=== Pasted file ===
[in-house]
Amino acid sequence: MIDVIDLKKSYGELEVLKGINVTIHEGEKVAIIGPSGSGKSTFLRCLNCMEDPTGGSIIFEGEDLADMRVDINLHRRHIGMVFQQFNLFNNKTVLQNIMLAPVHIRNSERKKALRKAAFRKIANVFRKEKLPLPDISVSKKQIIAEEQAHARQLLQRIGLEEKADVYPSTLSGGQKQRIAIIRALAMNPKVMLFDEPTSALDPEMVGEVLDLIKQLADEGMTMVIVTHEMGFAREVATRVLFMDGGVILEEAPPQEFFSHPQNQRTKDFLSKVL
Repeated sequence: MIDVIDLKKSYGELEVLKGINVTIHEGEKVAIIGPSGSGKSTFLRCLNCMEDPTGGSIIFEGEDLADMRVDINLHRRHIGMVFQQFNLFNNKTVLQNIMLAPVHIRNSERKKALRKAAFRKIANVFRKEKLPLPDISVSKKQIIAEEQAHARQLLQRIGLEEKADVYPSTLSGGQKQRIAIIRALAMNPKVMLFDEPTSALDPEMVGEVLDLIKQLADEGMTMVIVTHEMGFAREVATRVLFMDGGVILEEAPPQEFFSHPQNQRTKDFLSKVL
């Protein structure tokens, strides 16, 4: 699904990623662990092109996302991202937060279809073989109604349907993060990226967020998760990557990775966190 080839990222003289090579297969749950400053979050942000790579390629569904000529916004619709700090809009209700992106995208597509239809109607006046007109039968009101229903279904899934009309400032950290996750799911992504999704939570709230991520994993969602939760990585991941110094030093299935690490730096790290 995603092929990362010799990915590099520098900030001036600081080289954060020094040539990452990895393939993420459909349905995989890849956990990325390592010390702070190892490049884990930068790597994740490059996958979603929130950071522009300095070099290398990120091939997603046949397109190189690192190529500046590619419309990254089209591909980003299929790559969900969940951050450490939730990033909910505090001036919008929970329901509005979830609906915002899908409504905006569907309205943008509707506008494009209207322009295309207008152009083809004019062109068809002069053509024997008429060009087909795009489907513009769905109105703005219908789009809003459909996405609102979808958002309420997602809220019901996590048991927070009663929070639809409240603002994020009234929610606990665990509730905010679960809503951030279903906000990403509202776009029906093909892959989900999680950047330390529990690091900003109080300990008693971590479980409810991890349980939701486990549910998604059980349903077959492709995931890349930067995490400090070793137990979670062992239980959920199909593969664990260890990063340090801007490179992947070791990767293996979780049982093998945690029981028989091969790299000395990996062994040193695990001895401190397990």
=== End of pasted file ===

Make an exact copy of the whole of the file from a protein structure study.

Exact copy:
[in-house]
Amino acid sequence: MIDVIDLKKSYGELEVLKGINVTIHEGEKVAIIGPSGSGKSTFLRCLNCMEDPTGGSIIFEGEDLADMRVDINLHRRHIGMVFQQFNLFNNKTVLQNIMLAPVHIRNSERKKALRKAAFRKIANVFRKEKLPLPDISVSKKQIIAEEQAHARQLLQRIGLEEKADVYPSTLSGGQKQRIAIIRALAMNPKVMLFDEPTSALDPEMVGEVLDLIKQLADEGMTMVIVTHEMGFAREVATRVLFMDGGVILEEAPPQEFFSHPQNQRTKDFLSKVL
Repeated sequence: MIDVIDLKKSYGELEVLKGINVTIHEGEKVAIIGPSGSGKSTFLRCLNCMEDPTGGSIIFEGEDLADMRVDINLHRRHIGMVFQQFNLFNNKTVLQNIMLAPVHIRNSERKKALRKAAFRKIANVFRKEKLPLPDISVSKKQIIAEEQAHARQLLQRIGLEEKADVYPSTLSGGQKQRIAIIRALAMNPKVMLFDEPTSALDPEMVGEVLDLIKQLADEGMTMVIVTHEMGFAREVATRVLFMDGGVILEEAPPQEFFSHPQNQRTKDFLSKVL
């Protein structure tokens, strides 16, 4: 699904990623662990092109996302991202937060279809073989109604349907993060990226967020998760990557990775966190 080839990222003289090579297969749950400053979050942000790579390629569904000529916004619709700090809009209700992106995208597509239809109607006046007109039968009101229903279904899934009309400032950290996750799911992504999704939570709230991520994993969602939760990585991941110094030093299935690490730096790290 995603092929990362010799990915590099520098900030001036600081080289954060020094040539990452990895393939993420459909349905995989890849956990990325390592010390702070190892490049884990930068790597994740490059996958979603929130950071522009300095070099290398990120091939997603046949397109190189690192190529500046590619419309990254089209591909980003299929790559969900969940951050450490939730990033909910505090001036919008929970329901509005979830609906915002899908409504905006569907309205943008509707506008494009209207322009295309207008152009083809004019062109068809002069053509024997008429060009087909795009489907513009769905109105703005219908789009809003459909996405609102979808958002309420997602809220019901996590048991927070009663929070639809409240603002994020009234929610606990665990509730905010679960809503951030279903906000990403509202776009029906093909892959989900999680950047330390529990690091900003109080300990008693971590479980409810991890349980939701486990549910998604059980349903077959492709995931890349930067995490400090070793137990979670062992239980959920199909593969664990260890990063340090801007490179992947070791990767293996979780049982093998945690029981028989091969790299000395990996062994040193695990001895401190397990």